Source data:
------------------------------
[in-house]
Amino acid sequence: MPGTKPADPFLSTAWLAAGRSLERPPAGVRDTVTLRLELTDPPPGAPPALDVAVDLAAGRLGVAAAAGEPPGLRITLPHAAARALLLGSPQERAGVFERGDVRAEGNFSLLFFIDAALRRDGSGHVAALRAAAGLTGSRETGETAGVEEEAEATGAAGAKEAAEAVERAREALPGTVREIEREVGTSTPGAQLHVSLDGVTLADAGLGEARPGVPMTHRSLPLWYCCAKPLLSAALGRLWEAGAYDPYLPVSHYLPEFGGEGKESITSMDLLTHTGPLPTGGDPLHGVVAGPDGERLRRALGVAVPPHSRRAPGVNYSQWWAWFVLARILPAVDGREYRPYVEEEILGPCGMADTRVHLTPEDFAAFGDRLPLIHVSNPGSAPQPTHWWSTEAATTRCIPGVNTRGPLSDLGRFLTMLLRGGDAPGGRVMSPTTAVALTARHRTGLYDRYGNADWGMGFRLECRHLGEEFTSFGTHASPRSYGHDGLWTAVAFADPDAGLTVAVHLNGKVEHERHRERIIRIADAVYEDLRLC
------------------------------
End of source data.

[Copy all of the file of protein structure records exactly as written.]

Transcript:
[in-house]
Amino acid sequence: MPGTKPADPFLSTAWLAAGRSLERPPAGVRDTVTLRLELTDPPPGAPPALDVAVDLAAGRLGVAAAAGEPPGLRITLPHAAARALLLGSPQERAGVFERGDVRAEGNFSLLFFIDAALRRDGSGHVAALRAAAGLTGSRETGETAGVEEEAEATGAAGAKEAAEAVERAREALPGTVREIEREVGTSTPGAQLHVSLDGVTLADAGLGEARPGVPMTHRSLPLWYCCAKPLLSAALGRLWEAGAYDPYLPVSHYLPEFGGEGKESITSMDLLTHTGPLPTGGDPLHGVVAGPDGERLRRALGVAVPPHSRRAPGVNYSQWWAWFVLARILPAVDGREYRPYVEEEILGPCGMADTRVHLTPEDFAAFGDRLPLIHVSNPGSAPQPTHWWSTEAATTRCIPGVNTRGPLSDLGRFLTMLLRGGDAPGGRVMSPTTAVALTARHRTGLYDRYGNADWGMGFRLECRHLGEEFTSFGTHASPRSYGHDGLWTAVAFADPDAGLTVAVHLNGKVEHERHRERIIRIADAVYEDLRLC